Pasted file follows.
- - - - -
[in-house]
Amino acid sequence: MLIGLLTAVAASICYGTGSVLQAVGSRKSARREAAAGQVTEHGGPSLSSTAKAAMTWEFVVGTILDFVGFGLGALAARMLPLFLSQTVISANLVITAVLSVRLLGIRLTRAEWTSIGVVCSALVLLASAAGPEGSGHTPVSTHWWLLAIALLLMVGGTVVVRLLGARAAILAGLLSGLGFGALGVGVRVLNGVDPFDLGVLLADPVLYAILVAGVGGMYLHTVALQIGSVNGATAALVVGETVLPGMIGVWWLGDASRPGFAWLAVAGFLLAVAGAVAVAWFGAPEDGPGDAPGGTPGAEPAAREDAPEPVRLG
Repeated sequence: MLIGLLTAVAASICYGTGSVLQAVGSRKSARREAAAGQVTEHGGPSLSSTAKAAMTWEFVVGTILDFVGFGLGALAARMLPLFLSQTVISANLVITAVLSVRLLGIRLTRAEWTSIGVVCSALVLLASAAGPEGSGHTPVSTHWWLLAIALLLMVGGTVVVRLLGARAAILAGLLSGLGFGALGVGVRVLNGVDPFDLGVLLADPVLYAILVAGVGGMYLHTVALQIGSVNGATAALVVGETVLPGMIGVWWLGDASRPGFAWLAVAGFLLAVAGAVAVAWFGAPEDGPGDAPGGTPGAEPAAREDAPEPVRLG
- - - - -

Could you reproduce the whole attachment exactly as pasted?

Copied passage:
[in-house]
Amino acid sequence: MLIGLLTAVAASICYGTGSVLQAVGSRKSARREAAAGQVTEHGGPSLSSTAKAAMTWEFVVGTILDFVGFGLGALAARMLPLFLSQTVISANLVITAVLSVRLLGIRLTRAEWTSIGVVCSALVLLASAAGPEGSGHTPVSTHWWLLAIALLLMVGGTVVVRLLGARAAILAGLLSGLGFGALGVGVRVLNGVDPFDLGVLLADPVLYAILVAGVGGMYLHTVALQIGSVNGATAALVVGETVLPGMIGVWWLGDASRPGFAWLAVAGFLLAVAGAVAVAWFGAPEDGPGDAPGGTPGAEPAAREDAPEPVRLG
Repeated sequence: MLIGLLTAVAASICYGTGSVLQAVGSRKSARREAAAGQVTEHGGPSLSSTAKAAMTWEFVVGTILDFVGFGLGALAARMLPLFLSQTVISANLVITAVLSVRLLGIRLTRAEWTSIGVVCSALVLLASAAGPEGSGHTPVSTHWWLLAIALLLMVGGTVVVRLLGARAAILAGLLSGLGFGALGVGVRVLNGVDPFDLGVLLADPVLYAILVAGVGGMYLHTVALQIGSVNGATAALVVGETVLPGMIGVWWLGDASRPGFAWLAVAGFLLAVAGAVAVAWFGAPEDGPGDAPGGTPGAEPAAREDAPEPVRLG